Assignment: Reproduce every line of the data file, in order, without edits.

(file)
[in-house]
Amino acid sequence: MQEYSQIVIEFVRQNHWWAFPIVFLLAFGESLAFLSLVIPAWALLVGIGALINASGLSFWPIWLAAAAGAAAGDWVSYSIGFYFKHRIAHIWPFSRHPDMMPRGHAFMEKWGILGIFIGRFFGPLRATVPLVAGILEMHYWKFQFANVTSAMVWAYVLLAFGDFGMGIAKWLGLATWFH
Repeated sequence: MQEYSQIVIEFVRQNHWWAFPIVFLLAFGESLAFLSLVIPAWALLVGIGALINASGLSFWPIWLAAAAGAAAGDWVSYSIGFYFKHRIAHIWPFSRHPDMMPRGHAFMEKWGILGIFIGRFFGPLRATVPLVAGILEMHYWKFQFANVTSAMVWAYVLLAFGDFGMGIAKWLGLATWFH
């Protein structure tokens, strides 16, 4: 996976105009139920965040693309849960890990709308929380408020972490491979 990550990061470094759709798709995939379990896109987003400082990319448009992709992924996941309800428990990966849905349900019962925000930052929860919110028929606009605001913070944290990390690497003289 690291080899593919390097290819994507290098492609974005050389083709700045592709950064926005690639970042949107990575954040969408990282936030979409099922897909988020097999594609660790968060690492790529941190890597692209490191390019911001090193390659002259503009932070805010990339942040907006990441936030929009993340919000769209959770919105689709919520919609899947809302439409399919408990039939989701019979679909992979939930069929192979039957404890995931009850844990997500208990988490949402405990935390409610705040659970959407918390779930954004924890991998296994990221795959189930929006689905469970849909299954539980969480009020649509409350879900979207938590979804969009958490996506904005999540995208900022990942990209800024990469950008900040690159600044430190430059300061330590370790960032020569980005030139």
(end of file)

[in-house]
Amino acid sequence: MQEYSQIVIEFVRQNHWWAFPIVFLLAFGESLAFLSLVIPAWALLVGIGALINASGLSFWPIWLAAAAGAAAGDWVSYSIGFYFKHRIAHIWPFSRHPDMMPRGHAFMEKWGILGIFIGRFFGPLRATVPLVAGILEMHYWKFQFANVTSAMVWAYVLLAFGDFGMGIAKWLGLATWFH
Repeated sequence: MQEYSQIVIEFVRQNHWWAFPIVFLLAFGESLAFLSLVIPAWALLVGIGALINASGLSFWPIWLAAAAGAAAGDWVSYSIGFYFKHRIAHIWPFSRHPDMMPRGHAFMEKWGILGIFIGRFFGPLRATVPLVAGILEMHYWKFQFANVTSAMVWAYVLLAFGDFGMGIAKWLGLATWFH
């Protein structure tokens, strides 16, 4: 996976105009139920965040693309849960890990709308929380408020972490491979 990550990061470094759709798709995939379990896109987003400082990319448009992709992924996941309800428990990966849905349900019962925000930052929860919110028929606009605001913070944290990390690497003289 690291080899593919390097290819994507290098492609974005050389083709700045592709950064926005690639970042949107990575954040969408990282936030979409099922897909988020097999594609660790968060690492790529941190890597692209490191390019911001090193390659002259503009932070805010990339942040907006990441936030929009993340919000769209959770919105689709919520919609899947809302439409399919408990039939989701019979679909992979939930069929192979039957404890995931009850844990997500208990988490949402405990935390409610705040659970959407918390779930954004924890991998296994990221795959189930929006689905469970849909299954539980969480009020649509409350879900979207938590979804969009958490996506904005999540995208900022990942990209800024990469950008900040690159600044430190430059300061330590370790960032020569980005030139």